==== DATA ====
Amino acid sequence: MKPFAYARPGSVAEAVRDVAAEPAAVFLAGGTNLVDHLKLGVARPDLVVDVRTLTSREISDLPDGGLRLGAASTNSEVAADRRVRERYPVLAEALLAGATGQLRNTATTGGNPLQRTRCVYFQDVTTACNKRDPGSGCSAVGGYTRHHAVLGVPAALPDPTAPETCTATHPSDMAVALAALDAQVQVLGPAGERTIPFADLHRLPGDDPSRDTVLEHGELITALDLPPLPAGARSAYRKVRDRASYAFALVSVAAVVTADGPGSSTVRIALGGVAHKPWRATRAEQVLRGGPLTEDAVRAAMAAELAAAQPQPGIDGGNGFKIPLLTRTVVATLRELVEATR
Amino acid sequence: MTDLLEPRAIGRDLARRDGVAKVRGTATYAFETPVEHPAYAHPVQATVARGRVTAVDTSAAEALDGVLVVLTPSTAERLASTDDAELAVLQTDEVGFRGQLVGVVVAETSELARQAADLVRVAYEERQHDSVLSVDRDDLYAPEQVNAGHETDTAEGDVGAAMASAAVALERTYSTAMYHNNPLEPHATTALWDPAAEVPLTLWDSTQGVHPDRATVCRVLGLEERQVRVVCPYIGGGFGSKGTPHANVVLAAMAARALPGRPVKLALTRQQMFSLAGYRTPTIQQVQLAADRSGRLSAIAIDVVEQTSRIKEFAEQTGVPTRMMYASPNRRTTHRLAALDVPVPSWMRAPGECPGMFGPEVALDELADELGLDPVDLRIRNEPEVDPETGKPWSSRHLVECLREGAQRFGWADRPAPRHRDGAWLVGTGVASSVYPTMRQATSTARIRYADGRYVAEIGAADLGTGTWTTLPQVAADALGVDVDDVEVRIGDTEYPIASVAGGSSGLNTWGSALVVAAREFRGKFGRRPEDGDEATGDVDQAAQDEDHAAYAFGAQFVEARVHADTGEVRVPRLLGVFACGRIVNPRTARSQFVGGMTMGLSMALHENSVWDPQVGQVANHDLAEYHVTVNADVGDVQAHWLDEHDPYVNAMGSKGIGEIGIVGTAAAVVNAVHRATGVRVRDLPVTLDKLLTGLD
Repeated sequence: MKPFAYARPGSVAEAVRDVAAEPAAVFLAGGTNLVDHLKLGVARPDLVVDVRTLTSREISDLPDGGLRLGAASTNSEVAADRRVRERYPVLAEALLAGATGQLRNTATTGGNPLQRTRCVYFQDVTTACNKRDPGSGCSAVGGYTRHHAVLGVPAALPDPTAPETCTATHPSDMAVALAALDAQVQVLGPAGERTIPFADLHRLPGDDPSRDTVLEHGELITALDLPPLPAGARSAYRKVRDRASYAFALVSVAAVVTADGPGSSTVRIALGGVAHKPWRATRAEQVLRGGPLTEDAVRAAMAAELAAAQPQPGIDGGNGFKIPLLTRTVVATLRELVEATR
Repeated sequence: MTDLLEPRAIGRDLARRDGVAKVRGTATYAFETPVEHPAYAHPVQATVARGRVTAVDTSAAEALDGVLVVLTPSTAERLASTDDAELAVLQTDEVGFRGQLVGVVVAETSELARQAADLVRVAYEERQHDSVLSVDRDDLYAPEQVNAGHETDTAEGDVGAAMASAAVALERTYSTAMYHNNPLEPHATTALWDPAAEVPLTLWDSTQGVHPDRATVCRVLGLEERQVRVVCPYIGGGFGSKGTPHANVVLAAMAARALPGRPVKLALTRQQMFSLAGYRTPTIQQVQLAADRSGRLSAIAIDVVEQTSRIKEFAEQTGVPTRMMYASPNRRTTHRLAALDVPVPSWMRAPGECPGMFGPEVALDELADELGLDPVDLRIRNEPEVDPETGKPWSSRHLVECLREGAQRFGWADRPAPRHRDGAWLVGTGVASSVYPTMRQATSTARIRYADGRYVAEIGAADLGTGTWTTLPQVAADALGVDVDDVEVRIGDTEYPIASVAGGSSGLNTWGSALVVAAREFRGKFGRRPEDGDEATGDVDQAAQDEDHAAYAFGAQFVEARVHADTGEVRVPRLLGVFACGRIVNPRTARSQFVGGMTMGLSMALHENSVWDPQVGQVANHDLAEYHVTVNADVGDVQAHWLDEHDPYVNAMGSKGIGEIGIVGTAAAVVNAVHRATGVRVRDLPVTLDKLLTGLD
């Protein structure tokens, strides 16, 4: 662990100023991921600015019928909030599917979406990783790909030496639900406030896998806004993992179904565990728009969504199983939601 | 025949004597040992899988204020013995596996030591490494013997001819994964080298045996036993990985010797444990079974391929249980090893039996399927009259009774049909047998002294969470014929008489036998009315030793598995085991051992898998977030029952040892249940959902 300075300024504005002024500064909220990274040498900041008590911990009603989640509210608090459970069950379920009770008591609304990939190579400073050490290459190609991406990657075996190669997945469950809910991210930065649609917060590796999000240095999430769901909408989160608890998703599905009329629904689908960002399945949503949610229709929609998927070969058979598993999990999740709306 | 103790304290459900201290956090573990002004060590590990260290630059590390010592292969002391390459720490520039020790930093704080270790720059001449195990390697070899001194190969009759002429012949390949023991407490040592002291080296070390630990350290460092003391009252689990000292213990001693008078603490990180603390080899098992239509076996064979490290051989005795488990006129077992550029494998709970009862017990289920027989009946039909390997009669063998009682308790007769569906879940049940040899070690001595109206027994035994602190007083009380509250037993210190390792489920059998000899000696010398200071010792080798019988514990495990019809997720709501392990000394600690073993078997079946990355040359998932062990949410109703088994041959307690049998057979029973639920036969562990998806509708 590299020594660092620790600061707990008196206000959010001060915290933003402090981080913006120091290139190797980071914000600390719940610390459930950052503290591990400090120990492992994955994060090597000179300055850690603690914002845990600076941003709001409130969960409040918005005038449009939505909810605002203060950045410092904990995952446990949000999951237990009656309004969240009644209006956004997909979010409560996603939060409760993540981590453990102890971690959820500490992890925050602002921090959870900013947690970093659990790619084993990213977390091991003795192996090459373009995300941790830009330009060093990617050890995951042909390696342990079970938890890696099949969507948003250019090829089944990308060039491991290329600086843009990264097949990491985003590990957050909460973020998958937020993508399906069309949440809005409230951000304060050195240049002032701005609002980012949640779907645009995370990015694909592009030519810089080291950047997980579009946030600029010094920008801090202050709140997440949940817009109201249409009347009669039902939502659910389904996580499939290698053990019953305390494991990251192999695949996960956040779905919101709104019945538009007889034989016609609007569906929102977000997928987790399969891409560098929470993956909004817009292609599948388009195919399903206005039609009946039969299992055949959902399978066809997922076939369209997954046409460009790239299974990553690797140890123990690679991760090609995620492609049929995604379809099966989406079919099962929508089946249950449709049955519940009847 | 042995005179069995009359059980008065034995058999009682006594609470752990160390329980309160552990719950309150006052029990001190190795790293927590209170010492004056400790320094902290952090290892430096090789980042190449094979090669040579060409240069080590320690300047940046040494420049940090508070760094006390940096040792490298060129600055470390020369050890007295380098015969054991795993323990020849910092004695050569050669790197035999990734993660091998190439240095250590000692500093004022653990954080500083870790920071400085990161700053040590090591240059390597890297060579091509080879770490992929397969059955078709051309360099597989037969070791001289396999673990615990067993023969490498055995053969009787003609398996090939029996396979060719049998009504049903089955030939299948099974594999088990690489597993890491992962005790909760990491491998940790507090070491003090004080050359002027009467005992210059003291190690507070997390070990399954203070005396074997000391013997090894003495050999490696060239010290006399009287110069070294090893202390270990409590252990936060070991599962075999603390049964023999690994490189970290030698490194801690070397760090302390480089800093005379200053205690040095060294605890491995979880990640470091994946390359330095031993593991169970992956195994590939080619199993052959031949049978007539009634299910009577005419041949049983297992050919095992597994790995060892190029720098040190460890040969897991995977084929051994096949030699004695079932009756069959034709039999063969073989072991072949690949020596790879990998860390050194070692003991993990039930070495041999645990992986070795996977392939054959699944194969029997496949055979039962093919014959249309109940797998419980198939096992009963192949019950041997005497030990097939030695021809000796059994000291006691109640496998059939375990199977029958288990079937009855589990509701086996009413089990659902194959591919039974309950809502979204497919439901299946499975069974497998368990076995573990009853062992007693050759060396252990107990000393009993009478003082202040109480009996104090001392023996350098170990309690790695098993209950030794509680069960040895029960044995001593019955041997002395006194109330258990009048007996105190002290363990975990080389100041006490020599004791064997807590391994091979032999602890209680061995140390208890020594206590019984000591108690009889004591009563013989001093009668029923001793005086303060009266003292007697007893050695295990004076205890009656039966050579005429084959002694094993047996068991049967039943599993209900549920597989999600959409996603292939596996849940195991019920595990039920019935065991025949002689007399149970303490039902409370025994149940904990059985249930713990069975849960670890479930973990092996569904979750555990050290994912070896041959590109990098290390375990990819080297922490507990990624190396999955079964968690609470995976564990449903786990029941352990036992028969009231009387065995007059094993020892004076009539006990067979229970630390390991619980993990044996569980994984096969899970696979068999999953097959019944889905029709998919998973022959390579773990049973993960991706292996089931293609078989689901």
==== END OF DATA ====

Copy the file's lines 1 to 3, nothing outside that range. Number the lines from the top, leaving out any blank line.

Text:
Amino acid sequence: MKPFAYARPGSVAEAVRDVAAEPAAVFLAGGTNLVDHLKLGVARPDLVVDVRTLTSREISDLPDGGLRLGAASTNSEVAADRRVRERYPVLAEALLAGATGQLRNTATTGGNPLQRTRCVYFQDVTTACNKRDPGSGCSAVGGYTRHHAVLGVPAALPDPTAPETCTATHPSDMAVALAALDAQVQVLGPAGERTIPFADLHRLPGDDPSRDTVLEHGELITALDLPPLPAGARSAYRKVRDRASYAFALVSVAAVVTADGPGSSTVRIALGGVAHKPWRATRAEQVLRGGPLTEDAVRAAMAAELAAAQPQPGIDGGNGFKIPLLTRTVVATLRELVEATR
Amino acid sequence: MTDLLEPRAIGRDLARRDGVAKVRGTATYAFETPVEHPAYAHPVQATVARGRVTAVDTSAAEALDGVLVVLTPSTAERLASTDDAELAVLQTDEVGFRGQLVGVVVAETSELARQAADLVRVAYEERQHDSVLSVDRDDLYAPEQVNAGHETDTAEGDVGAAMASAAVALERTYSTAMYHNNPLEPHATTALWDPAAEVPLTLWDSTQGVHPDRATVCRVLGLEERQVRVVCPYIGGGFGSKGTPHANVVLAAMAARALPGRPVKLALTRQQMFSLAGYRTPTIQQVQLAADRSGRLSAIAIDVVEQTSRIKEFAEQTGVPTRMMYASPNRRTTHRLAALDVPVPSWMRAPGECPGMFGPEVALDELADELGLDPVDLRIRNEPEVDPETGKPWSSRHLVECLREGAQRFGWADRPAPRHRDGAWLVGTGVASSVYPTMRQATSTARIRYADGRYVAEIGAADLGTGTWTTLPQVAADALGVDVDDVEVRIGDTEYPIASVAGGSSGLNTWGSALVVAAREFRGKFGRRPEDGDEATGDVDQAAQDEDHAAYAFGAQFVEARVHADTGEVRVPRLLGVFACGRIVNPRTARSQFVGGMTMGLSMALHENSVWDPQVGQVANHDLAEYHVTVNADVGDVQAHWLDEHDPYVNAMGSKGIGEIGIVGTAAAVVNAVHRATGVRVRDLPVTLDKLLTGLD
Repeated sequence: MKPFAYARPGSVAEAVRDVAAEPAAVFLAGGTNLVDHLKLGVARPDLVVDVRTLTSREISDLPDGGLRLGAASTNSEVAADRRVRERYPVLAEALLAGATGQLRNTATTGGNPLQRTRCVYFQDVTTACNKRDPGSGCSAVGGYTRHHAVLGVPAALPDPTAPETCTATHPSDMAVALAALDAQVQVLGPAGERTIPFADLHRLPGDDPSRDTVLEHGELITALDLPPLPAGARSAYRKVRDRASYAFALVSVAAVVTADGPGSSTVRIALGGVAHKPWRATRAEQVLRGGPLTEDAVRAAMAAELAAAQPQPGIDGGNGFKIPLLTRTVVATLRELVEATR